Winter Leagues: A Look at the Results Through the First Month

Only two Pittsburgh Pirates saw action in winter ball last night (and the AFL had off) so I thought I would give an update through the first month of action. As we have mentioned, this is a slow winter so far, with a total of seven Pirates seeing action. A few players are starting to play next week, but some key names also won’t be around much longer.

We start with Pablo Reyes, who is the only player in winter ball for the Pirates right now who has played in the majors. He played last night and did something that has only happened once in his seven-year pro career. Reyes drew four walks. He also scored two runs and stole a base. The only other time Reyes walked four times in a game was back on June 25, 2014 when he was with Bristol. He’s the only one of 14 players used by the Pirates that day who is still in the system. He’s hitting .239/.346/.313 in 19 games, while making starts at five different positions. Reyes is playing until the end of this month.

Jesus Liranzo also saw action on Thursday and he allowed a run on two hits in his one inning of work. It was just the second run he has allowed in 12.1 innings. He had previously given up just four hits this winter. Liranzo has allowed one walk, while picking up 16 strikeouts. In yesterday’s winter article, I noted that he made an adjustment in his windup and that has led to an extra tick in the velocity from someone who would already hit 100 MPH. Instead of sitting 97-99, touching 100 MPH, like he did during the regular season this year, he is showing better control while sitting 98-101 MPH.

As for the others in the Dominican, we start with Tyler Eppler, who has a 3.57 ERA, a 1.07 WHIP and 16 strikeouts in 17.2 innings. He has thrown shutout ball in two of his four starts, and given up seven runs over 7.2 innings in the other two starts. He has about two weeks left of winter ball before he returns home, which will likely give him three more starts.

Alfredo Reyes has received a lot of praise this winter for his defense at shortstop, but he isn’t receiving a lot of playing time. He’s hitting .217/.240/.217 in 14 games, though he has just 25 plate appearances.

Oddy Nunez (pictured above) looked like he was going to pitch a lot this winter, throwing multiple innings in relief once early in the season, then starting the next game (on a limited pitch count). He has pitched just once in the last two weeks. Nunez has allowed three runs on four hits and two walks, with three strikeouts in 4.1 innings.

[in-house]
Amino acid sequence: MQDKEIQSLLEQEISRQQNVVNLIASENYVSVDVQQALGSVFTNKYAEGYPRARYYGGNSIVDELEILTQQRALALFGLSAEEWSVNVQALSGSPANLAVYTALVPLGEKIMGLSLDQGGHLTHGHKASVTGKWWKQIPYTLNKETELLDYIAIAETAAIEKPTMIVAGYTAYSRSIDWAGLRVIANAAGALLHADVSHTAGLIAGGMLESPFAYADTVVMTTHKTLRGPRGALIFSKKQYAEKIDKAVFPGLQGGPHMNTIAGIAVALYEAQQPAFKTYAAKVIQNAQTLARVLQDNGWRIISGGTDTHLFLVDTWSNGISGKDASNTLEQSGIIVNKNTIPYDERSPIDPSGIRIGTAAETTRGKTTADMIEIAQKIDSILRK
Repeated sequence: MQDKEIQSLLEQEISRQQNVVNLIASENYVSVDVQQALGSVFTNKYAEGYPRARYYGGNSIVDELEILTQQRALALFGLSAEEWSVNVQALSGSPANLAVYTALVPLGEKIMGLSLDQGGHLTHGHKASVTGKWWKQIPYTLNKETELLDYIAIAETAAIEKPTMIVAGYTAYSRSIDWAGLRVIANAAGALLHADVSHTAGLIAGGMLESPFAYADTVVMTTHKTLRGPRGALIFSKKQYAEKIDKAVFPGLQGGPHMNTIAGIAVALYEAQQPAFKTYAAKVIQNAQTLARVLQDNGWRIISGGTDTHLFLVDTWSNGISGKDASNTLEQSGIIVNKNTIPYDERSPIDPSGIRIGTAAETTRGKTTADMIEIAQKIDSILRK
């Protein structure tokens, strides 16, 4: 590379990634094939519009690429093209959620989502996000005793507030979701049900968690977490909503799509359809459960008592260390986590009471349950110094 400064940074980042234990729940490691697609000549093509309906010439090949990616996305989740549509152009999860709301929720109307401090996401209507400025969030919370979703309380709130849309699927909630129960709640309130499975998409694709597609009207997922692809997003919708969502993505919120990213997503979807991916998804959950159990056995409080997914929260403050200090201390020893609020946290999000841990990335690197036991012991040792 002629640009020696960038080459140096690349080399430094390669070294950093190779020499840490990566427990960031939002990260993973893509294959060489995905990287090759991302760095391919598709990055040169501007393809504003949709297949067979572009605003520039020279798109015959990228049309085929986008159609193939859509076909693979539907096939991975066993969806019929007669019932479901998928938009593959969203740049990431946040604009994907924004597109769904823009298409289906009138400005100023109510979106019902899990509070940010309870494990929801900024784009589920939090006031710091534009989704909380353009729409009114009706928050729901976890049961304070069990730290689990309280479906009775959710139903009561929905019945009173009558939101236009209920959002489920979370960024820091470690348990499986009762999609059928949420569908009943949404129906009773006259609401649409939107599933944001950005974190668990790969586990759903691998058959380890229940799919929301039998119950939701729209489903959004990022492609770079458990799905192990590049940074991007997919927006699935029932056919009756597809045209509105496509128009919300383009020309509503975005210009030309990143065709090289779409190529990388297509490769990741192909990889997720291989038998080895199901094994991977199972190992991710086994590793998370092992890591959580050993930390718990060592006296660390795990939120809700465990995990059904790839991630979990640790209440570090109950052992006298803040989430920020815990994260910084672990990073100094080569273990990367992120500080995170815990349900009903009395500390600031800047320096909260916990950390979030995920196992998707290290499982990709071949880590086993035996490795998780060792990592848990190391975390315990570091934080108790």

In Mexico, Eduardo Vera has made four starts in which the Pirates have him limited to five innings each game. He has thrown 20 shutout innings. He has one walk, 15 strikeouts, an 0.50 WHIP and a .134 BAA. You could say he’s been good. He has one start left, which is scheduled for tonight. The Pirates have extended him a Spring Training invite already, but according to an interview he gave on Wednesday, a 40-man roster spot hasn’t been ruled out yet.

In Venezuela, Elvis Escobar is seeing limited mound time, throwing 3.1 innings over four appearances. He’s allowed five hits and no walks, while striking out three batters. The former outfielder has also been used twice as a pinch-runner on days he wasn’t available to pitch. It’s not a bad idea for him to get limited time, but continue to pitch, so he will be able to put in innings for the entire 2019 season without worrying about an innings limit.

John started working at Pirates Prospects in 2009, but his connection to the Pittsburgh Pirates started exactly 100 years earlier when Dots Miller debuted for the 1909 World Series champions. John was born in Kearny, NJ, two blocks from the house where Dots Miller grew up. From that hometown hero connection came a love of Pirates history, as well as the sport of baseball.

When he didn't make it as a lefty pitcher with an 80+ MPH fastball and a slider that needed work, John turned to covering the game, eventually focusing in on the prospects side, where his interest was pushed by the big league team being below .500 for so long. John has covered the minors in some form since the 2002 season, and leads the draft and international coverage on Pirates Prospects. He writes daily on Pittsburgh Baseball History, when he's not covering the entire system daily throughout the entire year on Pirates Prospects.

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